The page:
I know the Chancellor of the Exchequer has made a reply. He has said that what we complain of is a necessary consequence of the National Defence Contribution without those exemptions and, broadly speaking, I can understand that if you take two ordinary companies, including about the same numbers of persons with small incomes, it does a kind of rough justice as between the two. But here is the case which the Chancellor of the Exchequer has to meet. If there are institutions which are recognised as having within their membership a far larger proportion of taxpayers of the smaller class than the ordinary company, and if in their case you make no allowance for exemptions or abatements, then those institutions will pay a larger percentage of increase on their tax than ordinary companies. There is a difference both in degree and in kind. Two classes of institutions of that kind exist in this country and their special case has been recognised, I do not say in the principles of the Income Tax but in the actual mechanism of its collection. I refer to building societies and co-operative societies.

Broadly speaking, it is calculated that the ordinary company will pay an additional 20 per cent. on its Income Tax in this new contribution. The building societies made it clear that they would have to pay an additional 50 per cent. of their Income Tax. Figures of a remarkable character have been given by my right hon. Friend the Member for Hillsborough (Mr. Alexander), but I think the general position is that co-operative societies under these proposals will pay an extra 40 per cent. of their Income Tax. That is to say, the co-operative societies will pay about twice as much as the ordinary companies. We have heard the argument which applies to the building societies. The position of the co-operative societies is exactly the same. The right hon. Gentleman's dilemma was shown by his treatment of the building societies. He has recognised the special position in their case and has drawn up a special formula to exclude them, but his whole case was abandoned when the formula was revealed to the House. The actual formula simply destroyed the whole National Defence Contribution and every principle of it.

I was interested in a question which was put by the hon. Member for Gravesend (Sir I. Albery), who has a professional knowledge of this subject, about the building societies' formula. It was a very innocent question. He asked on what grounds, if special concessions were to be made to the building societies, a method outside the ordinary machinery was being employed. The grounds are very simple. If the concession were made on the ordinary simple grounds it would have to include the co-operative societies. So, a formula has been devised for building societies to keep the building societies out of the main charge of the tax and keep the co-operative societies in. The result can be clearly shown. I think it can be summed up in the example quoted by the Chancellor of the Exchequer earlier. He said that if in one street there was a co-operative society, a company and a partnership of private traders, all competing in the same business, it would be very remarkable if they did not all pay the same tax. That is our argument. What will happen is that the co-operative society, on the average, will pay about 40 per cent. increase on its Income Tax; the company will pay 20 per cent. increase, and the private traders, if as in most cases they are earning less than £2,000 a year, will pay nothing at all. That is why we say that there were two institutions which clearly needed special treatment in this matter unless grave injustice was to be done. Of those two in-institutions, one has been selected for that special treatment, but the co-operative societies have been left with a penal discrimination against them in the new tax proposals.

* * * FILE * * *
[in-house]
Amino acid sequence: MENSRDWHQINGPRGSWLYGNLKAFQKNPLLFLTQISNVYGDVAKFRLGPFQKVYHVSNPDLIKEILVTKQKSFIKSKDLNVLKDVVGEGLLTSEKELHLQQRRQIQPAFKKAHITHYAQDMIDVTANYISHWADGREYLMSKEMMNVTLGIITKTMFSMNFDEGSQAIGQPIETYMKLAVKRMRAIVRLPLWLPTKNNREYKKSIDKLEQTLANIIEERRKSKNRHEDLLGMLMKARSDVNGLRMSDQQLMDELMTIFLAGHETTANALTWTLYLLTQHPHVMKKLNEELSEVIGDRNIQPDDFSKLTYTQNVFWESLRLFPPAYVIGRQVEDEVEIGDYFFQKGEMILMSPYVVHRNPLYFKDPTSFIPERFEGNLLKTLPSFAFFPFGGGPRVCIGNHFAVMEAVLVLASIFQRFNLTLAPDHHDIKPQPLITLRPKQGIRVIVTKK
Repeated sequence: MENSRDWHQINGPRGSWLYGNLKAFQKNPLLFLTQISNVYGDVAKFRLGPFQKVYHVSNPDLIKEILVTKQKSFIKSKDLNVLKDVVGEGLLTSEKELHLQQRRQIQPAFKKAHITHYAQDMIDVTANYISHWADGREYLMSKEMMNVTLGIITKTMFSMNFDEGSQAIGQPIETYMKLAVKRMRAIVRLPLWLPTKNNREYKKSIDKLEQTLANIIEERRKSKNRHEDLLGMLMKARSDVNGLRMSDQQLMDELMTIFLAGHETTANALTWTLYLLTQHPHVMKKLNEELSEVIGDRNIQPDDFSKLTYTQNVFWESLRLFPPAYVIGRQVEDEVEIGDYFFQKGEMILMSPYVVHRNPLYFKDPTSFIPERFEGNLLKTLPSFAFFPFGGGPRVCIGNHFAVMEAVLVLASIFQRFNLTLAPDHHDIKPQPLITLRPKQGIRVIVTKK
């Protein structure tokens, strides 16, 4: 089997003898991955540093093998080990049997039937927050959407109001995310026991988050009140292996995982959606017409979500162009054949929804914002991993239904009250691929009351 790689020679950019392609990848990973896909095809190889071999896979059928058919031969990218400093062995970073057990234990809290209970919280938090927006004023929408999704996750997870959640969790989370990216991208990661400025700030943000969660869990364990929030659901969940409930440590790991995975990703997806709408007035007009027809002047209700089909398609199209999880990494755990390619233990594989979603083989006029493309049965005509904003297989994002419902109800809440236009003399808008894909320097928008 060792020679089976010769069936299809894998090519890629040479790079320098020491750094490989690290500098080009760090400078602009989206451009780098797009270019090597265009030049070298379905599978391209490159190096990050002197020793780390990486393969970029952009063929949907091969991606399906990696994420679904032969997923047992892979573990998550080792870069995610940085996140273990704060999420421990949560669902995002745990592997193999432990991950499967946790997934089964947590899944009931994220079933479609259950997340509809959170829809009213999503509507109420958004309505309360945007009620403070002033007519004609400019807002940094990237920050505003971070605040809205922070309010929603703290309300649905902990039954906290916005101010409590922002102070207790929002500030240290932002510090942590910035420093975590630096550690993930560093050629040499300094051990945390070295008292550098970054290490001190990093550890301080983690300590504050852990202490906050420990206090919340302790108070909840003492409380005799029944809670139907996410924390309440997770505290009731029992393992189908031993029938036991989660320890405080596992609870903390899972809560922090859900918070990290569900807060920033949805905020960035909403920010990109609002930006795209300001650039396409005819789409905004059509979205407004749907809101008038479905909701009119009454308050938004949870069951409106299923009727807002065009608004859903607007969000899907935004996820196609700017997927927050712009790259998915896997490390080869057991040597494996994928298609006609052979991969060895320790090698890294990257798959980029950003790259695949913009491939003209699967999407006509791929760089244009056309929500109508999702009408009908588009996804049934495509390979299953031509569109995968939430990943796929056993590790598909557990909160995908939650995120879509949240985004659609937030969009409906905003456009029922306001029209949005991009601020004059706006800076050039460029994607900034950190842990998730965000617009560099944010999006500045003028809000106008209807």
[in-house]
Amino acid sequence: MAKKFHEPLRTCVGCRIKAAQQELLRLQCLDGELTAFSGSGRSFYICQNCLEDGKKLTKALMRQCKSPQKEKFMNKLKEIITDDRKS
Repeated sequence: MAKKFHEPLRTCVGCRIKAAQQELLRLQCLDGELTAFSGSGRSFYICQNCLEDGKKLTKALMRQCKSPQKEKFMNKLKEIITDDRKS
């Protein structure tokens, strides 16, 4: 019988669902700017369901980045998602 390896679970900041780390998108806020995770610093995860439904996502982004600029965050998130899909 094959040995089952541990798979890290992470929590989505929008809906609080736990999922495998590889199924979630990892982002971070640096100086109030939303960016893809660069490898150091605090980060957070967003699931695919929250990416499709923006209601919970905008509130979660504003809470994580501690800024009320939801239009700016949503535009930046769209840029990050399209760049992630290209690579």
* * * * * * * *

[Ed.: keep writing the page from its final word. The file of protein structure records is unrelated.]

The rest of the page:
6.39 p.m.

The Attorney-General

I have very little to add to what was said by my right hon. Friend the Chancellor of the Exchequer, and I hope that nothing I say on this subject will cause offence. I shall try to follow the example of those who have spoken before me, and who have shown such moderation in dealing with this question. My right hon. Friend in an interjection made a reference to the £2,000 exemption, and of course, as the House is aware, it applies to the small co-operative society just as to anybody else. There have been frequent allusions to dividends, and as that word has two connotations in connection with a co-operative society, it is right to make it clear that the dividends on purchases are deducted before the National Defence Contribution percentage is calculated. The fallacy which, in our view, ran through the argument of the right hon. Gentleman the Member for Keighley (Mr. Lees-Smith) arose when he slipped from the 5 per cent. on profits to 20 per cent. on the Income Tax paid, because this tax is a tax on profits, and has no logical relationship, or only an accidental relationship, to the particular cheque which any particular company or individual may have to draw for Income Tax.